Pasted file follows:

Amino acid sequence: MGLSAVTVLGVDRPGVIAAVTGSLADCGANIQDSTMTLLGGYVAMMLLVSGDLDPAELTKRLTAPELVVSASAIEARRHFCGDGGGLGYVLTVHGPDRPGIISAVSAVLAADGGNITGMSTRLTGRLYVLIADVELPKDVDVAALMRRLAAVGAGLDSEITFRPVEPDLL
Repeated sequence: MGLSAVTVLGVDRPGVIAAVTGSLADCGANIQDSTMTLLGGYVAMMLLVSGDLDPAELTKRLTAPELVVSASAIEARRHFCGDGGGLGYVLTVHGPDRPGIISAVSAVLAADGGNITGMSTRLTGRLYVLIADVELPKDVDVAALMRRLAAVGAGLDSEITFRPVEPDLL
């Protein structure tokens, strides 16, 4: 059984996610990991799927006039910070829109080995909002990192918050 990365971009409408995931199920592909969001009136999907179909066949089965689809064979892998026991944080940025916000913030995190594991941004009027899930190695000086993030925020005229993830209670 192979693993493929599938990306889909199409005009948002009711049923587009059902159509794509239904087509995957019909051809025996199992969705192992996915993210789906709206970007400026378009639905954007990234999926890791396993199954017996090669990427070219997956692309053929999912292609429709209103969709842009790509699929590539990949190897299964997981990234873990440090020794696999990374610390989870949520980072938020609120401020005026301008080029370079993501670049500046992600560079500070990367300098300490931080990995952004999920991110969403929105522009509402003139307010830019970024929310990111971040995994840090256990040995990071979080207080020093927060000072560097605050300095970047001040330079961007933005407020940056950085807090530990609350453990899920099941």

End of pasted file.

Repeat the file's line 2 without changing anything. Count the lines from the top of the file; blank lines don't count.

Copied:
Repeated sequence: MGLSAVTVLGVDRPGVIAAVTGSLADCGANIQDSTMTLLGGYVAMMLLVSGDLDPAELTKRLTAPELVVSASAIEARRHFCGDGGGLGYVLTVHGPDRPGIISAVSAVLAADGGNITGMSTRLTGRLYVLIADVELPKDVDVAALMRRLAAVGAGLDSEITFRPVEPDLL